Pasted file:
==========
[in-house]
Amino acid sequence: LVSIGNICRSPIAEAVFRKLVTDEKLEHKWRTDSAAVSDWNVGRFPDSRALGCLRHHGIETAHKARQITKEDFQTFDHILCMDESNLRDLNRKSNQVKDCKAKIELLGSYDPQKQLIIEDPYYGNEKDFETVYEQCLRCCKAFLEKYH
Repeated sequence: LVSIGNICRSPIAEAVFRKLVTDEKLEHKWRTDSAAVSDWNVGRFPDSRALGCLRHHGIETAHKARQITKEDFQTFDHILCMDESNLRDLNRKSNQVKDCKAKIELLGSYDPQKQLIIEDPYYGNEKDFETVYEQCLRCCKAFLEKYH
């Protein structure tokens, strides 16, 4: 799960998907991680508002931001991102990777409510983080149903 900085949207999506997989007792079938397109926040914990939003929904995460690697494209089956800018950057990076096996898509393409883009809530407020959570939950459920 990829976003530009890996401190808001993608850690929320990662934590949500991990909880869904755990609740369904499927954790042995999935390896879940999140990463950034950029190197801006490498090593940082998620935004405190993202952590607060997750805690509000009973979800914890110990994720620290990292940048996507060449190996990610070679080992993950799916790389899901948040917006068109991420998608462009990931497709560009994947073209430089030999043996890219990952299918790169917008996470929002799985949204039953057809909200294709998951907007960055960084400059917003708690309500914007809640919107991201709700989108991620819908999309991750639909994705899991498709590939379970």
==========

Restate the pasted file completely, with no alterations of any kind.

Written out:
[in-house]
Amino acid sequence: LVSIGNICRSPIAEAVFRKLVTDEKLEHKWRTDSAAVSDWNVGRFPDSRALGCLRHHGIETAHKARQITKEDFQTFDHILCMDESNLRDLNRKSNQVKDCKAKIELLGSYDPQKQLIIEDPYYGNEKDFETVYEQCLRCCKAFLEKYH
Repeated sequence: LVSIGNICRSPIAEAVFRKLVTDEKLEHKWRTDSAAVSDWNVGRFPDSRALGCLRHHGIETAHKARQITKEDFQTFDHILCMDESNLRDLNRKSNQVKDCKAKIELLGSYDPQKQLIIEDPYYGNEKDFETVYEQCLRCCKAFLEKYH
């Protein structure tokens, strides 16, 4: 799960998907991680508002931001991102990777409510983080149903 900085949207999506997989007792079938397109926040914990939003929904995460690697494209089956800018950057990076096996898509393409883009809530407020959570939950459920 990829976003530009890996401190808001993608850690929320990662934590949500991990909880869904755990609740369904499927954790042995999935390896879940999140990463950034950029190197801006490498090593940082998620935004405190993202952590607060997750805690509000009973979800914890110990994720620290990292940048996507060449190996990610070679080992993950799916790389899901948040917006068109991420998608462009990931497709560009994947073209430089030999043996890219990952299918790169917008996470929002799985949204039953057809909200294709998951907007960055960084400059917003708690309500914007809640919107991201709700989108991620819908999309991750639909994705899991498709590939379970």